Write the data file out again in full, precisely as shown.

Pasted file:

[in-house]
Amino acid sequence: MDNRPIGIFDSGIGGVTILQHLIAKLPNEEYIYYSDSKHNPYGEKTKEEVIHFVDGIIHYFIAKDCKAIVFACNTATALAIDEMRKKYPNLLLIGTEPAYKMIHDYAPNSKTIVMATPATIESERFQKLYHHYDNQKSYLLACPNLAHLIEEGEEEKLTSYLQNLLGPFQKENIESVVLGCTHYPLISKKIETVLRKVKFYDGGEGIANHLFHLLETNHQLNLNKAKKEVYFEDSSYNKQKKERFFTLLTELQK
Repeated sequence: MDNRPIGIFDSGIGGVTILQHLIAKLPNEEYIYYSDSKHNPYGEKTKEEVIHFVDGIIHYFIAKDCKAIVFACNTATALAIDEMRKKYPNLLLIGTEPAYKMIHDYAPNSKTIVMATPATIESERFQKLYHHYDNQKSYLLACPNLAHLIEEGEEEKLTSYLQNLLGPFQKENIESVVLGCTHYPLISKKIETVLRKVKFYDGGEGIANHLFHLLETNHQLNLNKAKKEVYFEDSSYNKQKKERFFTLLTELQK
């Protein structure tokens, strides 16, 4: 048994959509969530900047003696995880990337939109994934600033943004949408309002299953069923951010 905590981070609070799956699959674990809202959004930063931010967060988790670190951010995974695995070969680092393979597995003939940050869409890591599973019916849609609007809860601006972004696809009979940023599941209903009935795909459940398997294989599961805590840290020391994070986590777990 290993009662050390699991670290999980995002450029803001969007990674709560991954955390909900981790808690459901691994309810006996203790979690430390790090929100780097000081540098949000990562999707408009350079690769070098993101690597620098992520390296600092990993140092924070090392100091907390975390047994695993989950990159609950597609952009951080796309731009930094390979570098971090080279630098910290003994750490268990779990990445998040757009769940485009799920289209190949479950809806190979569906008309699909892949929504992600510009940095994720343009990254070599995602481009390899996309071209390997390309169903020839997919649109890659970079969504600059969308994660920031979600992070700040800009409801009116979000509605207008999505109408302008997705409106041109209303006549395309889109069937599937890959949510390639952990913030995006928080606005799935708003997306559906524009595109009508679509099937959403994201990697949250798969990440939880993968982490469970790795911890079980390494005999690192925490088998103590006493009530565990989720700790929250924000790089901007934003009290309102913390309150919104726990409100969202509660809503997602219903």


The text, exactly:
[in-house]
Amino acid sequence: MDNRPIGIFDSGIGGVTILQHLIAKLPNEEYIYYSDSKHNPYGEKTKEEVIHFVDGIIHYFIAKDCKAIVFACNTATALAIDEMRKKYPNLLLIGTEPAYKMIHDYAPNSKTIVMATPATIESERFQKLYHHYDNQKSYLLACPNLAHLIEEGEEEKLTSYLQNLLGPFQKENIESVVLGCTHYPLISKKIETVLRKVKFYDGGEGIANHLFHLLETNHQLNLNKAKKEVYFEDSSYNKQKKERFFTLLTELQK
Repeated sequence: MDNRPIGIFDSGIGGVTILQHLIAKLPNEEYIYYSDSKHNPYGEKTKEEVIHFVDGIIHYFIAKDCKAIVFACNTATALAIDEMRKKYPNLLLIGTEPAYKMIHDYAPNSKTIVMATPATIESERFQKLYHHYDNQKSYLLACPNLAHLIEEGEEEKLTSYLQNLLGPFQKENIESVVLGCTHYPLISKKIETVLRKVKFYDGGEGIANHLFHLLETNHQLNLNKAKKEVYFEDSSYNKQKKERFFTLLTELQK
């Protein structure tokens, strides 16, 4: 048994959509969530900047003696995880990337939109994934600033943004949408309002299953069923951010 905590981070609070799956699959674990809202959004930063931010967060988790670190951010995974695995070969680092393979597995003939940050869409890591599973019916849609609007809860601006972004696809009979940023599941209903009935795909459940398997294989599961805590840290020391994070986590777990 290993009662050390699991670290999980995002450029803001969007990674709560991954955390909900981790808690459901691994309810006996203790979690430390790090929100780097000081540098949000990562999707408009350079690769070098993101690597620098992520390296600092990993140092924070090392100091907390975390047994695993989950990159609950597609952009951080796309731009930094390979570098971090080279630098910290003994750490268990779990990445998040757009769940485009799920289209190949479950809806190979569906008309699909892949929504992600510009940095994720343009990254070599995602481009390899996309071209390997390309169903020839997919649109890659970079969504600059969308994660920031979600992070700040800009409801009116979000509605207008999505109408302008997705409106041109209303006549395309889109069937599937890959949510390639952990913030995006928080606005799935708003997306559906524009595109009508679509099937959403994201990697949250798969990440939880993968982490469970790795911890079980390494005999690192925490088998103590006493009530565990989720700790929250924000790089901007934003009290309102913390309150919104726990409100969202509660809503997602219903």